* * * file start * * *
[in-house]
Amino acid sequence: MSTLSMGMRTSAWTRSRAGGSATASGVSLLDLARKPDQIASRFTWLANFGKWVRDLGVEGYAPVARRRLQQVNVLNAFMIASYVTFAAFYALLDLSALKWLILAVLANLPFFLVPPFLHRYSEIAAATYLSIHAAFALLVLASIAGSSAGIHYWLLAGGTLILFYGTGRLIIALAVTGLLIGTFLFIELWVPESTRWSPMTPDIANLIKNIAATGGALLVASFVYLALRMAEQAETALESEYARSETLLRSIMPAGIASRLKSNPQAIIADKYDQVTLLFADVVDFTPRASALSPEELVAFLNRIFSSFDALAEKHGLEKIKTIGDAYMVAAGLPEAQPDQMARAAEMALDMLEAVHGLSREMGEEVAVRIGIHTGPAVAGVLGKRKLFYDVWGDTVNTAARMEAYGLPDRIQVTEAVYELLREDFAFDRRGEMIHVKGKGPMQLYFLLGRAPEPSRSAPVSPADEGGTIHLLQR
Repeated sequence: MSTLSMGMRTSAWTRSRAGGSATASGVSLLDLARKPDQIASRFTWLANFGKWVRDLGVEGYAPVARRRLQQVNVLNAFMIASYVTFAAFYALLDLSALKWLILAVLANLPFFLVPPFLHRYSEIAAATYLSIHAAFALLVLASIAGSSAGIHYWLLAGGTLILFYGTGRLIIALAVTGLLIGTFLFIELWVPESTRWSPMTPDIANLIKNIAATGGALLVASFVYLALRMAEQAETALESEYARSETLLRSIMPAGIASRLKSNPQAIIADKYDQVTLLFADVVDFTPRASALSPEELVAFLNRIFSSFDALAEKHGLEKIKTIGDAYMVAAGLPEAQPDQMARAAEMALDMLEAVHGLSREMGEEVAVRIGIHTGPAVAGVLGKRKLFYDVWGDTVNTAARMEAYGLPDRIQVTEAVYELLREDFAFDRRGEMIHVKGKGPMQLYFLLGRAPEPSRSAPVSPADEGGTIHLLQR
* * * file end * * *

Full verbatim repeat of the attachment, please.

[in-house]
Amino acid sequence: MSTLSMGMRTSAWTRSRAGGSATASGVSLLDLARKPDQIASRFTWLANFGKWVRDLGVEGYAPVARRRLQQVNVLNAFMIASYVTFAAFYALLDLSALKWLILAVLANLPFFLVPPFLHRYSEIAAATYLSIHAAFALLVLASIAGSSAGIHYWLLAGGTLILFYGTGRLIIALAVTGLLIGTFLFIELWVPESTRWSPMTPDIANLIKNIAATGGALLVASFVYLALRMAEQAETALESEYARSETLLRSIMPAGIASRLKSNPQAIIADKYDQVTLLFADVVDFTPRASALSPEELVAFLNRIFSSFDALAEKHGLEKIKTIGDAYMVAAGLPEAQPDQMARAAEMALDMLEAVHGLSREMGEEVAVRIGIHTGPAVAGVLGKRKLFYDVWGDTVNTAARMEAYGLPDRIQVTEAVYELLREDFAFDRRGEMIHVKGKGPMQLYFLLGRAPEPSRSAPVSPADEGGTIHLLQR
Repeated sequence: MSTLSMGMRTSAWTRSRAGGSATASGVSLLDLARKPDQIASRFTWLANFGKWVRDLGVEGYAPVARRRLQQVNVLNAFMIASYVTFAAFYALLDLSALKWLILAVLANLPFFLVPPFLHRYSEIAAATYLSIHAAFALLVLASIAGSSAGIHYWLLAGGTLILFYGTGRLIIALAVTGLLIGTFLFIELWVPESTRWSPMTPDIANLIKNIAATGGALLVASFVYLALRMAEQAETALESEYARSETLLRSIMPAGIASRLKSNPQAIIADKYDQVTLLFADVVDFTPRASALSPEELVAFLNRIFSSFDALAEKHGLEKIKTIGDAYMVAAGLPEAQPDQMARAAEMALDMLEAVHGLSREMGEEVAVRIGIHTGPAVAGVLGKRKLFYDVWGDTVNTAARMEAYGLPDRIQVTEAVYELLREDFAFDRRGEMIHVKGKGPMQLYFLLGRAPEPSRSAPVSPADEGGTIHLLQR